Every text, written or visual, exists within a system of values which ‘underpins’ it. These values create a viewpoint, which is presented through the use of numerous techniques. Biographies use convention such as narrative and point of view, as well as language and selection of detail. Documentaries also use language and selection of details and conventions such as interviews, juxtapostion, camerawork and dramatic music. Since we all have different values, all texts will have a different viewpoint and therefore never be completely neutral. Theses notions will be discussed further with reference to the texts “My Place” by Sally Morgan, “Nothing to Spare” by Jan Carter and Sicko by Michael Moore.
The purpose of a text is a reflection of its producer’s values and viewpoint, and is evident within the text’s thesis and propositions. For example, if Jan Carter didn’t value equality, she wouldn’t have written about a woman in early Australian settlement who got married and fell pregnant due to her lack of education, services, information and concern. Similarly, Sally Morgan wouldn’t have written about the abuse in missions, which caused the Aboriginal children to run away, if she didn’t value equality and human rights. If Michael Moore didn’t think the American health care system was terrible compared to others in developed countries around the world, he wouldn’t have created Sicko. It is evident that our values lead to our viewpoint, which is conveyed by our texts purpose, but it is also important to consider our culture, which is the main influence of our values.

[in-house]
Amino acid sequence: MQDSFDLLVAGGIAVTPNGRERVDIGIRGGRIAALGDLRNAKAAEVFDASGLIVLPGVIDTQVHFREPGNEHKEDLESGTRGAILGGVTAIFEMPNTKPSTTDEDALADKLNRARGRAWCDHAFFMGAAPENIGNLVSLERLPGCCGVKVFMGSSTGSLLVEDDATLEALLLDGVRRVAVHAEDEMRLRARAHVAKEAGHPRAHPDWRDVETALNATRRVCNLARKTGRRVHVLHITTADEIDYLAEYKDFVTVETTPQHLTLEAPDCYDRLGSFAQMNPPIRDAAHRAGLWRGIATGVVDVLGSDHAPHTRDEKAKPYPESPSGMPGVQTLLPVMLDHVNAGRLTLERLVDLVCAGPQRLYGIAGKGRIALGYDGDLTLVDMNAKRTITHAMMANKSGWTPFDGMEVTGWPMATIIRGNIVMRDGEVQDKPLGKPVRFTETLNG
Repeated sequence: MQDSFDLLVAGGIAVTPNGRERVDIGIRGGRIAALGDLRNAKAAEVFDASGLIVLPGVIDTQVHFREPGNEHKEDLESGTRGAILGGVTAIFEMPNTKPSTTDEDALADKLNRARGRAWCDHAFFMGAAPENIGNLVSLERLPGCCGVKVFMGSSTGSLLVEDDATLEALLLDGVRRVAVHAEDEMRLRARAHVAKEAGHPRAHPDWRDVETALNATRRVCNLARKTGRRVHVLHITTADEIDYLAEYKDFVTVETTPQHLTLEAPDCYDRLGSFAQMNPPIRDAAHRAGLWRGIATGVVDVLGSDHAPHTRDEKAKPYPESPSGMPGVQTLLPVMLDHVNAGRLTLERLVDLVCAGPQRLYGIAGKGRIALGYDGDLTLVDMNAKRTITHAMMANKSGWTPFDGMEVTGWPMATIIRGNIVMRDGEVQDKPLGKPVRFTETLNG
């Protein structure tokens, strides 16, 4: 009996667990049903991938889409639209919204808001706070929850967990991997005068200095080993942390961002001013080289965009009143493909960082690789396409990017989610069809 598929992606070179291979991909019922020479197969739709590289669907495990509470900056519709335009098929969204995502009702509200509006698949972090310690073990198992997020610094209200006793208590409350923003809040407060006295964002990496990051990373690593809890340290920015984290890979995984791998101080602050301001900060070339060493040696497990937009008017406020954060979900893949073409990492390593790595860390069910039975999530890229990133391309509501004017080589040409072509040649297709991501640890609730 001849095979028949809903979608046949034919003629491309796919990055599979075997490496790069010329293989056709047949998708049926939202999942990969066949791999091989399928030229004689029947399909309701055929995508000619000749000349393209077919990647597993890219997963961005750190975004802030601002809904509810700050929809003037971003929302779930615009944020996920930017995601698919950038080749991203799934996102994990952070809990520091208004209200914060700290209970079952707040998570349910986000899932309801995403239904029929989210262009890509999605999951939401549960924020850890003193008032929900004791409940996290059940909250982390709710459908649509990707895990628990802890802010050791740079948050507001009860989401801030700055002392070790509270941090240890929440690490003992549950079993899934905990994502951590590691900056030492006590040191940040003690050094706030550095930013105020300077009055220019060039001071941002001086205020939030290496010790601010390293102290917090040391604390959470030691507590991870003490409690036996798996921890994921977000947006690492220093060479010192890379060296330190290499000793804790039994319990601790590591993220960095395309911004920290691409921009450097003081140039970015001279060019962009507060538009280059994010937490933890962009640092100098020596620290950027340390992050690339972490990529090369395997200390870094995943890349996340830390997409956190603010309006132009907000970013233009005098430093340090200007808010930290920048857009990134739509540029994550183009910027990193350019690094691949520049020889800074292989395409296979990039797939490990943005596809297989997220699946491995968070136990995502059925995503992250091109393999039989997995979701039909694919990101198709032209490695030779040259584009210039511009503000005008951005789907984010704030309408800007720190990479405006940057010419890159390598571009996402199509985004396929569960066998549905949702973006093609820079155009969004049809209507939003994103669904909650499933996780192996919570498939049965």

As culture changes, values change. This results in a different viewpoint from the producer and a change of purpose in the text. Therefore what one culture may consider ‘truthful’, another may consider completely wrong. We think of “My Place” to be an accurate text because, like Sally Morgan, we value equality. But in the time era “My Place” is set, it would have been considered inaccurate due to their...
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